I was beginning to get comfortable riding, even though my sister occasionally made fun of me for still having training wheels. She said they were ‘obnoxious.’ I wasn’t sure what that meant. I just thought they were loud.
The summer breeze blew against my back, pushing Mr. T in front of me as I rode. I had a consciously firm grip on the ribbon and my handlebar. I wouldn’t lose my balloon to the wind.
I pedaled faster and faster along the sidewalk, enjoying my perfect day, when the unthinkable happened.
Going over a bump in the sidewalk where slabs of concrete meet one another, I nearly lost my balance and steered my bike down a driveway, into oncoming traffic. I wasn’t allowed to ride in the street, and certainly wasn’t allowed to play chicken with the oncoming Chevy pickup truck. Not to mention the balloon might pop on impact.
I gripped my handlebars and jerked them hard and to the left, steering myself out of harm’s way. The truck roared past. Not to brag or anything, but my stunt was pretty extreme. Even Evil Knievel couldn’t have kept his balance.
Neither did I.
I knew I needed to fall away from the Chevy. Flying horizontal from my Huffy, I felt like an honorary member of the A-Team. If they had tryouts, I think I would have had a shot.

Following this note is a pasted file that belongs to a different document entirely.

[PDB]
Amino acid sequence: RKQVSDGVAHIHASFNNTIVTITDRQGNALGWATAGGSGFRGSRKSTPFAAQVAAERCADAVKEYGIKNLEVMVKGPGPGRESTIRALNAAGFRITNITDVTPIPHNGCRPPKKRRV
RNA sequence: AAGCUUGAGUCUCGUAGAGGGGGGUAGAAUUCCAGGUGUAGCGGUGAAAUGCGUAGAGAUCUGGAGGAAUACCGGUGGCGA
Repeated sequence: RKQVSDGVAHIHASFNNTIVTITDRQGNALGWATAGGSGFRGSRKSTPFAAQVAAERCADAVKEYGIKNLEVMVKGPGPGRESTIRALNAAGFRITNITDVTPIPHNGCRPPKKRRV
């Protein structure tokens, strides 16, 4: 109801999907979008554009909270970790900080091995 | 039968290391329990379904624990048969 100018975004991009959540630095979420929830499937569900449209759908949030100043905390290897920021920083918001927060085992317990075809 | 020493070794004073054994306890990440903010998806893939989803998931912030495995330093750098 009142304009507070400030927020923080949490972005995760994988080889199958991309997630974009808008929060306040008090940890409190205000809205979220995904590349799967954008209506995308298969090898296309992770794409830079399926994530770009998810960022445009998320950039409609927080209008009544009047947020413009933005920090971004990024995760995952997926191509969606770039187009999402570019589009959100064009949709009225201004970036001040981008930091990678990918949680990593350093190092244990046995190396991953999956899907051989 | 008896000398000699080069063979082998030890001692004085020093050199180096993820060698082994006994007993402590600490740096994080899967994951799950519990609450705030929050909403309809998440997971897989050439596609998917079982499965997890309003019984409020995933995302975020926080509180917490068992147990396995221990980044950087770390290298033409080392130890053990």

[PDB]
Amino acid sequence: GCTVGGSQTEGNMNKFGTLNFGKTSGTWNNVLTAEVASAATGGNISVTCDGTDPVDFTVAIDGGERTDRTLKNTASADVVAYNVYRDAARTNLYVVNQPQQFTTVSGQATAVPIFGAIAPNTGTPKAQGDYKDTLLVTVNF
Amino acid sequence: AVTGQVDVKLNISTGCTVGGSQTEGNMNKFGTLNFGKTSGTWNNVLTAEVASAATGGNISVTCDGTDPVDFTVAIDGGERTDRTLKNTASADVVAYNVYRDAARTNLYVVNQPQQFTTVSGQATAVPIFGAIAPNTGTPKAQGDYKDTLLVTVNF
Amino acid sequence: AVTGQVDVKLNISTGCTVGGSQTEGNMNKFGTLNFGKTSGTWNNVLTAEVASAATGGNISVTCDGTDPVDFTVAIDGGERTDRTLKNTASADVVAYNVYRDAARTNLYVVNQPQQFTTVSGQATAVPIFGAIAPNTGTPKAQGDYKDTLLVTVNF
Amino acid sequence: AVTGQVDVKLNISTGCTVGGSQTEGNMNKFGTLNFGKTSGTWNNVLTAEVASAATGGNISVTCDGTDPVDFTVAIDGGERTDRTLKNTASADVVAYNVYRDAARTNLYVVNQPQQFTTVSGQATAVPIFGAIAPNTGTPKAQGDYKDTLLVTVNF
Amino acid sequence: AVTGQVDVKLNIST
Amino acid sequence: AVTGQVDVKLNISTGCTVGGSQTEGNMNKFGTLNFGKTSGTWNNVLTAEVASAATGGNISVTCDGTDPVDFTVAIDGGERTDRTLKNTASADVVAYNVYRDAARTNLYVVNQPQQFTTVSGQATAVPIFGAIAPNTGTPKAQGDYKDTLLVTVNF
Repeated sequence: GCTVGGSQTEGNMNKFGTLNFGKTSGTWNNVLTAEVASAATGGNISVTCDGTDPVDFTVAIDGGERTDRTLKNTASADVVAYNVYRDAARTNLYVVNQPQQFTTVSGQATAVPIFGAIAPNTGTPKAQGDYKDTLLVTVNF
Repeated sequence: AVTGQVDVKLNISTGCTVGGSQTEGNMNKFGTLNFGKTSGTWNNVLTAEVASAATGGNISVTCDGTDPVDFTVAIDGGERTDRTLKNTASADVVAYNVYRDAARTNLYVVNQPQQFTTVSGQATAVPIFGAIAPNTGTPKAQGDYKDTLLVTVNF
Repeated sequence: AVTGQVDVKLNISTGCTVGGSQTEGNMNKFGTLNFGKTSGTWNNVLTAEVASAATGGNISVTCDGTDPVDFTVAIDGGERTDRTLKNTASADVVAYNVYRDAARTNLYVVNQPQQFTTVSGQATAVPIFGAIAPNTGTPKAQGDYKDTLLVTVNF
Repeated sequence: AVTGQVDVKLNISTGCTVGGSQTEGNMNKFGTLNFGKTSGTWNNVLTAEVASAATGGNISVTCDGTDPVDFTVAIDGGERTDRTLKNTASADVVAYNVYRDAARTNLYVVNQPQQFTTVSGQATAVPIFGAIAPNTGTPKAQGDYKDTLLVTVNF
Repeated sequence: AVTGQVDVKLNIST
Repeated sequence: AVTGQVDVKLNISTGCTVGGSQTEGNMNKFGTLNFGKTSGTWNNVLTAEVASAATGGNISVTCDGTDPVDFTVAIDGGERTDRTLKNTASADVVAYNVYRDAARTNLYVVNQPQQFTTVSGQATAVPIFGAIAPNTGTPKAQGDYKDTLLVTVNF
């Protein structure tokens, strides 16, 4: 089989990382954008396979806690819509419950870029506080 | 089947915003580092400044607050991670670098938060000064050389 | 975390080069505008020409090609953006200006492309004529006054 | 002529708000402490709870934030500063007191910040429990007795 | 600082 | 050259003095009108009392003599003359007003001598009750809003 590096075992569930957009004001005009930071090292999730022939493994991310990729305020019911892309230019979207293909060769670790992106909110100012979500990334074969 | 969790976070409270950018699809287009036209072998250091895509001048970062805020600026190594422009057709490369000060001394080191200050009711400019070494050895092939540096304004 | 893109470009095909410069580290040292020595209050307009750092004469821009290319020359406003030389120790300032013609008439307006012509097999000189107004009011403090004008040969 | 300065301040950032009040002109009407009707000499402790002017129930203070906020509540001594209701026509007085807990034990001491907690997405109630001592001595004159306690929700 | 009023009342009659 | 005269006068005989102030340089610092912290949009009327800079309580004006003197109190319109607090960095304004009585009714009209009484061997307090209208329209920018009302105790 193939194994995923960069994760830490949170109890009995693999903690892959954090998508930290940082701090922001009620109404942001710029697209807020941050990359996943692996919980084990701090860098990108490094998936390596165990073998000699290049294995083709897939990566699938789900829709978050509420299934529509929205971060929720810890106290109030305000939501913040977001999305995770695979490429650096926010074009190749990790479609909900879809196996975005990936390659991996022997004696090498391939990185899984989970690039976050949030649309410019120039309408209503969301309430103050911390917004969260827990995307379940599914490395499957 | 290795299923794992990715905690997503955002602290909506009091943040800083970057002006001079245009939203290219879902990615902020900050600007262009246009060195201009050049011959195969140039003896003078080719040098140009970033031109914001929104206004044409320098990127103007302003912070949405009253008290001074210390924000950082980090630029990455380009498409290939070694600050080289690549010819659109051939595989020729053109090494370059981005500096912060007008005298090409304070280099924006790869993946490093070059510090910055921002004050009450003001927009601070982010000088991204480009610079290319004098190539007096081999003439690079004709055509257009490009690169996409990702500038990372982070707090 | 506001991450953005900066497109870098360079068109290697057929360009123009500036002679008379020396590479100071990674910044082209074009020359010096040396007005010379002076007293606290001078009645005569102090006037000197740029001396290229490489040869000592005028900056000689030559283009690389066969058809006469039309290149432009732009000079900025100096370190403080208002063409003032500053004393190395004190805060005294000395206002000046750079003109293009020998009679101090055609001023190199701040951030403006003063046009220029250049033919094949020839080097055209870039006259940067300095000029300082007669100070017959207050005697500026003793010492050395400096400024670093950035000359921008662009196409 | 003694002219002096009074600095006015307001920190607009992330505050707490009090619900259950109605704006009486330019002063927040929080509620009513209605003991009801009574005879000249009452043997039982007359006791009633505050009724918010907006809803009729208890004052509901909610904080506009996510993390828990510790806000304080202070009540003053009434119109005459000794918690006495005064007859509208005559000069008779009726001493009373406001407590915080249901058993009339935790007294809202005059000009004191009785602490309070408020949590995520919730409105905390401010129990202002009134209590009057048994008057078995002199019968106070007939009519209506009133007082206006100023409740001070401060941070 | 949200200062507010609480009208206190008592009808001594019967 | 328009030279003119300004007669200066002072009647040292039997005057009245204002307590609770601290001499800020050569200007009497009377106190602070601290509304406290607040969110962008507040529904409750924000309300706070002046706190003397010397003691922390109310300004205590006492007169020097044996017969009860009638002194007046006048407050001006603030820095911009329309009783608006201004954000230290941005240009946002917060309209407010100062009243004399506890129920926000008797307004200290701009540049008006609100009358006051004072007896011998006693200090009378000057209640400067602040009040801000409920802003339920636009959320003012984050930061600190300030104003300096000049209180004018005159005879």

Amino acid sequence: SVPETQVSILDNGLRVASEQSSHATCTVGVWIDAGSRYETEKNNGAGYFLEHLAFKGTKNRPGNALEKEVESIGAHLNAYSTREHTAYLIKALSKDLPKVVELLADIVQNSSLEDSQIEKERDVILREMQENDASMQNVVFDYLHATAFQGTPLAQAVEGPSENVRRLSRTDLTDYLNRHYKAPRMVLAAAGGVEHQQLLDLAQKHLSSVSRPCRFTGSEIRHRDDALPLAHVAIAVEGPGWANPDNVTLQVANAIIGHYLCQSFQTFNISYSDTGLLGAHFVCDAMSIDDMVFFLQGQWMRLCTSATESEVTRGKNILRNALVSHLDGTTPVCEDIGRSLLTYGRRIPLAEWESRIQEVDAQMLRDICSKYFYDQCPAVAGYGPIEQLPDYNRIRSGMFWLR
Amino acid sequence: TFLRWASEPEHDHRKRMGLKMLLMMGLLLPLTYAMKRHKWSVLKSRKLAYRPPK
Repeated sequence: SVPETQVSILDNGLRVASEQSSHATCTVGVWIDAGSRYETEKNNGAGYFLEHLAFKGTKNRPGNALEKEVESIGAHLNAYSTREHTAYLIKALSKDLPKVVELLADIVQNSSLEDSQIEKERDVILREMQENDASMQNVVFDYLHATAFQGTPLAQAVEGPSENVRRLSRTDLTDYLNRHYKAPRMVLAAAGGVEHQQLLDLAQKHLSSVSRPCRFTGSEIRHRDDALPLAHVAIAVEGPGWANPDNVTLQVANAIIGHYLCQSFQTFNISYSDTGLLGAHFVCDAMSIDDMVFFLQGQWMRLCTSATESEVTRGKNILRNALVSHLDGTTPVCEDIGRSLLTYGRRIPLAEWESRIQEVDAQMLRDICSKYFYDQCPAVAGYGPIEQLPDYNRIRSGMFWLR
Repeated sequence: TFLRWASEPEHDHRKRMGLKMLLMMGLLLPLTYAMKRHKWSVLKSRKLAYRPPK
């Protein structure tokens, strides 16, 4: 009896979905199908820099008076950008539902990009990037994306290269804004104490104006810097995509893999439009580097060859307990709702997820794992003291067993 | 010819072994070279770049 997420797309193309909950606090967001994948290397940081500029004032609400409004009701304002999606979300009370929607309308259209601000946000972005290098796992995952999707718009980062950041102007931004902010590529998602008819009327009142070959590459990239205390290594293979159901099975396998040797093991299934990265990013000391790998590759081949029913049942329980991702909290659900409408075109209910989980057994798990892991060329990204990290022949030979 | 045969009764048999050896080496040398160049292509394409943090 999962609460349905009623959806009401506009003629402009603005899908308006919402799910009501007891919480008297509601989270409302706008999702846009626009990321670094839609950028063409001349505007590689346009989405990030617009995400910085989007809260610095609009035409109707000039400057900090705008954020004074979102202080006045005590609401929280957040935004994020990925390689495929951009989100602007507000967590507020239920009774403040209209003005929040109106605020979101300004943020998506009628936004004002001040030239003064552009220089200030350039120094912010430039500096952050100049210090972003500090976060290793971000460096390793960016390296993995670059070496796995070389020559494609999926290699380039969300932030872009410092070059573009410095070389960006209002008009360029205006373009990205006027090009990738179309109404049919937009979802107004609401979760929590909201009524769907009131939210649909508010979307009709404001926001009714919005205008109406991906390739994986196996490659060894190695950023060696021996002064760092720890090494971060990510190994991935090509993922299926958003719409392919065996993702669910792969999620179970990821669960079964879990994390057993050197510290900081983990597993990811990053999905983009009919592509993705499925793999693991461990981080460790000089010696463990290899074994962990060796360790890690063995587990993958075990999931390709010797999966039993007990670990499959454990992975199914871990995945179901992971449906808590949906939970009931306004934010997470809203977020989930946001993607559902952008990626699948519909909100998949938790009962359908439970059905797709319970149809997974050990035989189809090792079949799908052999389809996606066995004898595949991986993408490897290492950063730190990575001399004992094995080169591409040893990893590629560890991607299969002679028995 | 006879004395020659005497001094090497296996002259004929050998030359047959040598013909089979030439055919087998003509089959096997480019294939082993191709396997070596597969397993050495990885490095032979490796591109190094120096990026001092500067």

As my body sprawled evenly between the grass in my neighbor’s front yard and the concrete slabs of sidewalk, I realized in all the excitement I had let go of my balloon.
It was floating on the cool summer breeze, bouncing its way down the street.
There was no time to lose. I hopped back onto my bike and zoomed down the sidewalk, ignoring the stinging pain of my freshly skinned knee. Mom would squirt Bactine on it later, which was likely to sting even more. No matter. After all, I was now an honorary member of the A-Team. I rode along the sidewalk, following the balloon as it skipped down the road, Mr. T taunting me with a big toothy grin and his damned dangling feather earrings as if he knew I wasn’t permitted to ride into the street.
As I peddled in a panic towards our house, I called out for my sister, who’s name was still difficult for me to pronounce.
‘Whoa-wwa!’ No response. I yelled louder. ‘WHOA-WWA!’
She was nowhere in sight. I rode faster, keeping an eye on Mr. T as he scurried down the street. I thought about going after the balloon – disobeying the rules to achieve what needed to be done. I could reach Mr. T before he escaped down Bennett Street.
But I didn’t. Breaking the rules and riding into the road was too risky. Instead, I headed to my house and ran inside. ‘Whoa-wwa! Help me!‘ My sister quickly ran with me to her pink Barbie bike, plopped onto the banana seat and rode down the driveway and into the street (after looking both ways, of course). I watched with tear-filled eyes.
We were too late.
By the time we had emerged from the garage, Mr. T had ascended to be with God the Father in heaven – or at least several blocks away. Laura rode after him, but didn’t make it in time.
My knee started to hurt.
It was in that moment that I made myself a promise – I would never let the rules of where to ride hold me back again.